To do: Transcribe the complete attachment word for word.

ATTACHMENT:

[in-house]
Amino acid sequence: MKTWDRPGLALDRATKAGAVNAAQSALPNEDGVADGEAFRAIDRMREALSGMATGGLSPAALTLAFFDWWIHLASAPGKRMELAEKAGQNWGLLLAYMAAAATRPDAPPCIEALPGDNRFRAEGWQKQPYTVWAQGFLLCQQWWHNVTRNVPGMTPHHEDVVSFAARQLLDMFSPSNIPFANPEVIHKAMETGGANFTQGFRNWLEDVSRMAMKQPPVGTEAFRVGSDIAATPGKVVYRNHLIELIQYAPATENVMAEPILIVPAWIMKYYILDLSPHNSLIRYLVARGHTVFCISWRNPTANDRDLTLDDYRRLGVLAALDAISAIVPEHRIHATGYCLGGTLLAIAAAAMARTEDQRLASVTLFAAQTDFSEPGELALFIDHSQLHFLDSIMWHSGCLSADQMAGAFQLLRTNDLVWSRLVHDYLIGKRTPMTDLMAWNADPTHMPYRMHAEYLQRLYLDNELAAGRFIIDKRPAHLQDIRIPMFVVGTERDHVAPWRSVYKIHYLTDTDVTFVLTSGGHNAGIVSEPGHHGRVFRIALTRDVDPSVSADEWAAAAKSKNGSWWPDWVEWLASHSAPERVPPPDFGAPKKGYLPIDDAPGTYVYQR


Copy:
[in-house]
Amino acid sequence: MKTWDRPGLALDRATKAGAVNAAQSALPNEDGVADGEAFRAIDRMREALSGMATGGLSPAALTLAFFDWWIHLASAPGKRMELAEKAGQNWGLLLAYMAAAATRPDAPPCIEALPGDNRFRAEGWQKQPYTVWAQGFLLCQQWWHNVTRNVPGMTPHHEDVVSFAARQLLDMFSPSNIPFANPEVIHKAMETGGANFTQGFRNWLEDVSRMAMKQPPVGTEAFRVGSDIAATPGKVVYRNHLIELIQYAPATENVMAEPILIVPAWIMKYYILDLSPHNSLIRYLVARGHTVFCISWRNPTANDRDLTLDDYRRLGVLAALDAISAIVPEHRIHATGYCLGGTLLAIAAAAMARTEDQRLASVTLFAAQTDFSEPGELALFIDHSQLHFLDSIMWHSGCLSADQMAGAFQLLRTNDLVWSRLVHDYLIGKRTPMTDLMAWNADPTHMPYRMHAEYLQRLYLDNELAAGRFIIDKRPAHLQDIRIPMFVVGTERDHVAPWRSVYKIHYLTDTDVTFVLTSGGHNAGIVSEPGHHGRVFRIALTRDVDPSVSADEWAAAAKSKNGSWWPDWVEWLASHSAPERVPPPDFGAPKKGYLPIDDAPGTYVYQR